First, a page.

Marriage, Divorce & Cohabitation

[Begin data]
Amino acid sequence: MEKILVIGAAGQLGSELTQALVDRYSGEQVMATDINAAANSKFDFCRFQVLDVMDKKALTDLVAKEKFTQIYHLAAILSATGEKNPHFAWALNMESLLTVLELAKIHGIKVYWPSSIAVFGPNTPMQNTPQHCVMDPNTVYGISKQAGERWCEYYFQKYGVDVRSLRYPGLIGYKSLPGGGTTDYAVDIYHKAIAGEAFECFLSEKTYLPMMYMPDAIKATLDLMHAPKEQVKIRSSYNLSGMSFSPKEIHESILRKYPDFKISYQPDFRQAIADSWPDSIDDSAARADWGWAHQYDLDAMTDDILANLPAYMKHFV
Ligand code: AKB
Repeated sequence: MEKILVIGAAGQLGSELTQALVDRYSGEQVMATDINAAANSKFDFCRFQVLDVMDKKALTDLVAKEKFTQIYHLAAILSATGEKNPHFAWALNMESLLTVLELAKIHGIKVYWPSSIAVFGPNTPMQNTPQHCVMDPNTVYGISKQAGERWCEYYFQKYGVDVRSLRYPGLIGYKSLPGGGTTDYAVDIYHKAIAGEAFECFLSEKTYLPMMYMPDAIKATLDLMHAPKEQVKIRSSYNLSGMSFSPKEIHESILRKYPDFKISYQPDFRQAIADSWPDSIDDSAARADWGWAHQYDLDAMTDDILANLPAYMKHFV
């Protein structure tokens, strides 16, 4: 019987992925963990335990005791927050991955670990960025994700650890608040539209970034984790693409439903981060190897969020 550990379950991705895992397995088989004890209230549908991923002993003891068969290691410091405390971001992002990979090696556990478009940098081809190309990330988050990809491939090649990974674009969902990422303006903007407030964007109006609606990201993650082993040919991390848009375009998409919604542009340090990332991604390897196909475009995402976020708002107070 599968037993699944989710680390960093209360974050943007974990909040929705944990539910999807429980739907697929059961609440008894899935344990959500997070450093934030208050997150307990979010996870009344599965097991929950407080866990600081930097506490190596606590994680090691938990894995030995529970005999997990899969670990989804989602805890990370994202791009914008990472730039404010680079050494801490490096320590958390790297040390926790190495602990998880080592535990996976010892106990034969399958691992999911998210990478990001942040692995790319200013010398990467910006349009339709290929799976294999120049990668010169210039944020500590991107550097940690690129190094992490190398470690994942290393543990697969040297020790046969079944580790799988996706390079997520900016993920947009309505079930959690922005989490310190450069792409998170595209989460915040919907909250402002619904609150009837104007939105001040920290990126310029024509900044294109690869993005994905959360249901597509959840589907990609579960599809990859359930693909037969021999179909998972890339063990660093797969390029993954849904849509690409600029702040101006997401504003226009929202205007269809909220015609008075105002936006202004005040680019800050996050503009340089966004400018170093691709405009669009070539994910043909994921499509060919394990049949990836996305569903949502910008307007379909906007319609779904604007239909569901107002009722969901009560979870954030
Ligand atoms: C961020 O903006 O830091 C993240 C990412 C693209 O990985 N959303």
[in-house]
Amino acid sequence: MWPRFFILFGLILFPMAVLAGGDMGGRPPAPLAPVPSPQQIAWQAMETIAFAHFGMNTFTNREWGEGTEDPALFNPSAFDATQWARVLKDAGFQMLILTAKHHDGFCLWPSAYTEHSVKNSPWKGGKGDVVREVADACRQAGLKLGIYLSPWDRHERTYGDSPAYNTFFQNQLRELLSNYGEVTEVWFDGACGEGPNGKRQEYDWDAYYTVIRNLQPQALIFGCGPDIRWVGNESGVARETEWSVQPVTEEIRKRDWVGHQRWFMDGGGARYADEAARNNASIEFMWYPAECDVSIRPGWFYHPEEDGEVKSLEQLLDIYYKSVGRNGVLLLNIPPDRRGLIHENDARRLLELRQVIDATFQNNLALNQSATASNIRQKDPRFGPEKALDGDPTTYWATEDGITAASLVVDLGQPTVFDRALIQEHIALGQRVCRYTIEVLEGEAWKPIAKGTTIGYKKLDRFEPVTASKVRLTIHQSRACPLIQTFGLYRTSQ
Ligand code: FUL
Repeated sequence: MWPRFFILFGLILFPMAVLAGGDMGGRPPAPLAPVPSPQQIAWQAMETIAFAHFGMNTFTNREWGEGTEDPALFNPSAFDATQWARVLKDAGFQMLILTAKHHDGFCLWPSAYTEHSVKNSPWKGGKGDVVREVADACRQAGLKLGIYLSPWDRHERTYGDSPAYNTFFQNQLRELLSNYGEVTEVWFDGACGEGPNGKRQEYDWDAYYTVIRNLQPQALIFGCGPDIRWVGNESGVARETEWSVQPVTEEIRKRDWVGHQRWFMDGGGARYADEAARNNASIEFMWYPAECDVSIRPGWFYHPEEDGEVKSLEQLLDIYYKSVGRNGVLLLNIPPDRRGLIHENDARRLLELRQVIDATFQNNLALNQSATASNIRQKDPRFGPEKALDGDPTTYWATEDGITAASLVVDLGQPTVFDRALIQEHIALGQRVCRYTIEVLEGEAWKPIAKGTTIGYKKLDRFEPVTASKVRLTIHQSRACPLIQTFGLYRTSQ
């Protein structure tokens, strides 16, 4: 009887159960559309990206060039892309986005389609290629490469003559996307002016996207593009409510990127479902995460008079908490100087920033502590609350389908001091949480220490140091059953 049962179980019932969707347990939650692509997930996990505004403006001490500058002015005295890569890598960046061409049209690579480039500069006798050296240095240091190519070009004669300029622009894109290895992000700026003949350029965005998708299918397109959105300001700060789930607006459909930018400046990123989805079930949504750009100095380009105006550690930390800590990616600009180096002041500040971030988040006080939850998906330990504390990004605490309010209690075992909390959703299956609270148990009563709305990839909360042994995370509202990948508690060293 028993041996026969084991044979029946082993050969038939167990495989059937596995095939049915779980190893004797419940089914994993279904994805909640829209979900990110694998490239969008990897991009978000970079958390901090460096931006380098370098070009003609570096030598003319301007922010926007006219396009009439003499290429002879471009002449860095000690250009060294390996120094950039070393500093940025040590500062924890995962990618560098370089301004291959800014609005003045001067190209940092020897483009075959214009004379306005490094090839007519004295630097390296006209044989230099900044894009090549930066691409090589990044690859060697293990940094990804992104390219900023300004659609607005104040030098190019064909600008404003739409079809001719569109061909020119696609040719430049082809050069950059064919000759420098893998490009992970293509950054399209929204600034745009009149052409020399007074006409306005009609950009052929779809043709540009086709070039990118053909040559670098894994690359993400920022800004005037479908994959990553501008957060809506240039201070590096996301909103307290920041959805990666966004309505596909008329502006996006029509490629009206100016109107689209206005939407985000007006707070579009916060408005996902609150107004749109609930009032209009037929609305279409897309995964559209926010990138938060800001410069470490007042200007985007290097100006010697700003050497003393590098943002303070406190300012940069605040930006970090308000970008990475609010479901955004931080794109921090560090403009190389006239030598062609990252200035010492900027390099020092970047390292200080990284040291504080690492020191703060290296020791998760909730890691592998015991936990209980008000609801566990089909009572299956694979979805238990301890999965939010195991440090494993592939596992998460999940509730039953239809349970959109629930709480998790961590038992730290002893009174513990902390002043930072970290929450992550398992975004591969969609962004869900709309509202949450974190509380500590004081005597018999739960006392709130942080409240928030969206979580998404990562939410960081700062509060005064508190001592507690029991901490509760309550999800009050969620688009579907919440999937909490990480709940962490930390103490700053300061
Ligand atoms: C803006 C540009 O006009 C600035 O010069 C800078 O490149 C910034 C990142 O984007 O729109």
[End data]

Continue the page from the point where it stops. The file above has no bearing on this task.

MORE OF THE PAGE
Much research has been dedicated to the family patterns of immigrants in Europe, but there are few cross-national comparisons. Tina Hannemann (University of Manchester), Hill Kulu (University of St Andrews), Amparo González-Ferrer (Spanish National Research Council, CSIC Madrid), Ariane Pailhé (Institut National d'Études Démographiques, INED), Leen Rahnu (University of Tallinn) and Allan Puur (University of Tallinn) investigated marriage, divorce, and cohabitation habits among immigrants and their descendants in four very different European countries: the UK, Spain, France, and Estonia. Their analysis demonstrated significant heterogeneity in partnership behaviour across migrant groups both within the same country and across the four European countries. At the same time, immigrants from countries with more conservative family norms demonstrated similar partnership behaviours across country boarders. While the authors expected the descendants of immigrants - the second generation - to exhibit partnership patterns between those of their parents’ and those of their respective native population, their results actually demonstrate significant similarity for some second-generation migrant groups. Others, such as the Russian-speaking population in Estonia, marry at similar rates across generations, but divorce at rates between that of their immigrant parents and that of native Estonians. All in all, the authors’ results indicate significant complexity in partnership patterns. This variety in family formation behaviour could be an indicator of cultural diversity, poor integration, or the influence of a range of economic, cultural, and legal circumstances which differ for each migrant group. Yet the authors also show that country context matters: even amongst such heterogeneity, there were similarities in partnership patterns between the UK and France, which are more culturally similar, and migrant groups demonstrated country-specific partnership patterns in Estonia (where non-traditional partnership patterns are more common) and Spain (where marriage is more common).